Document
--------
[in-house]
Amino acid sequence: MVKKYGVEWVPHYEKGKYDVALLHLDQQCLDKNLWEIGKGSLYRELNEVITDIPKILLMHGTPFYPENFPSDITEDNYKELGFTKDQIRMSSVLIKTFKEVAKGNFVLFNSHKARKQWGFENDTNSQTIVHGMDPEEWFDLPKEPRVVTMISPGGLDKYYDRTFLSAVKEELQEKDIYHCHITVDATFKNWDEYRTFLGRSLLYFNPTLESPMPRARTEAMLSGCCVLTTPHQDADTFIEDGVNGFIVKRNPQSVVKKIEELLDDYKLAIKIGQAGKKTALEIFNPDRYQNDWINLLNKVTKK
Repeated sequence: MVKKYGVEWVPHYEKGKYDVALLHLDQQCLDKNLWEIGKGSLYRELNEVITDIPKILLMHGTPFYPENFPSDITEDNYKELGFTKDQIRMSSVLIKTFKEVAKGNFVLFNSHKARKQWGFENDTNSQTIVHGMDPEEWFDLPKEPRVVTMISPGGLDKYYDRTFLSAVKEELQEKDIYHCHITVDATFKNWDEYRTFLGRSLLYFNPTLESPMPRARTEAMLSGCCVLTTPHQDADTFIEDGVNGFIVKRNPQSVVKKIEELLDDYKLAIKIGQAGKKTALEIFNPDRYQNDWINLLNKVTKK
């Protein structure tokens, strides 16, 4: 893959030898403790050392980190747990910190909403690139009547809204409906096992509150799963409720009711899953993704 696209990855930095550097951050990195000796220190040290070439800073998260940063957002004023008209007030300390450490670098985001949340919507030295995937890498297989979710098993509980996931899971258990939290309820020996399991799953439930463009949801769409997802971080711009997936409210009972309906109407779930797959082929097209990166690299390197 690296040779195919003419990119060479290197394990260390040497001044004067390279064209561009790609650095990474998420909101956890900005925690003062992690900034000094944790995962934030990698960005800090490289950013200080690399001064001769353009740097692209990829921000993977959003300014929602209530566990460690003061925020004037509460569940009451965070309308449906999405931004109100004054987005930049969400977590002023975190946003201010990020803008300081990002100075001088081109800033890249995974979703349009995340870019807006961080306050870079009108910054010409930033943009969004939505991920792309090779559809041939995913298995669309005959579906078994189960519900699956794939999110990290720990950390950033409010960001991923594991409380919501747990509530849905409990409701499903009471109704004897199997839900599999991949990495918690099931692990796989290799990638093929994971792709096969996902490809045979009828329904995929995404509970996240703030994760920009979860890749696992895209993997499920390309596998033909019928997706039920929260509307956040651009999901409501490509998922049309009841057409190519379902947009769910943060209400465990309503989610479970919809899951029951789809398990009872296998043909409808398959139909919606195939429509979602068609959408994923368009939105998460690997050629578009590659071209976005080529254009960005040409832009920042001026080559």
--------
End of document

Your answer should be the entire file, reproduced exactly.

[in-house]
Amino acid sequence: MVKKYGVEWVPHYEKGKYDVALLHLDQQCLDKNLWEIGKGSLYRELNEVITDIPKILLMHGTPFYPENFPSDITEDNYKELGFTKDQIRMSSVLIKTFKEVAKGNFVLFNSHKARKQWGFENDTNSQTIVHGMDPEEWFDLPKEPRVVTMISPGGLDKYYDRTFLSAVKEELQEKDIYHCHITVDATFKNWDEYRTFLGRSLLYFNPTLESPMPRARTEAMLSGCCVLTTPHQDADTFIEDGVNGFIVKRNPQSVVKKIEELLDDYKLAIKIGQAGKKTALEIFNPDRYQNDWINLLNKVTKK
Repeated sequence: MVKKYGVEWVPHYEKGKYDVALLHLDQQCLDKNLWEIGKGSLYRELNEVITDIPKILLMHGTPFYPENFPSDITEDNYKELGFTKDQIRMSSVLIKTFKEVAKGNFVLFNSHKARKQWGFENDTNSQTIVHGMDPEEWFDLPKEPRVVTMISPGGLDKYYDRTFLSAVKEELQEKDIYHCHITVDATFKNWDEYRTFLGRSLLYFNPTLESPMPRARTEAMLSGCCVLTTPHQDADTFIEDGVNGFIVKRNPQSVVKKIEELLDDYKLAIKIGQAGKKTALEIFNPDRYQNDWINLLNKVTKK
């Protein structure tokens, strides 16, 4: 893959030898403790050392980190747990910190909403690139009547809204409906096992509150799963409720009711899953993704 696209990855930095550097951050990195000796220190040290070439800073998260940063957002004023008209007030300390450490670098985001949340919507030295995937890498297989979710098993509980996931899971258990939290309820020996399991799953439930463009949801769409997802971080711009997936409210009972309906109407779930797959082929097209990166690299390197 690296040779195919003419990119060479290197394990260390040497001044004067390279064209561009790609650095990474998420909101956890900005925690003062992690900034000094944790995962934030990698960005800090490289950013200080690399001064001769353009740097692209990829921000993977959003300014929602209530566990460690003061925020004037509460569940009451965070309308449906999405931004109100004054987005930049969400977590002023975190946003201010990020803008300081990002100075001088081109800033890249995974979703349009995340870019807006961080306050870079009108910054010409930033943009969004939505991920792309090779559809041939995913298995669309005959579906078994189960519900699956794939999110990290720990950390950033409010960001991923594991409380919501747990509530849905409990409701499903009471109704004897199997839900599999991949990495918690099931692990796989290799990638093929994971792709096969996902490809045979009828329904995929995404509970996240703030994760920009979860890749696992895209993997499920390309596998033909019928997706039920929260509307956040651009999901409501490509998922049309009841057409190519379902947009769910943060209400465990309503989610479970919809899951029951789809398990009872296998043909409808398959139909919606195939429509979602068609959408994923368009939105998460690997050629578009590659071209976005080529254009960005040409832009920042001026080559």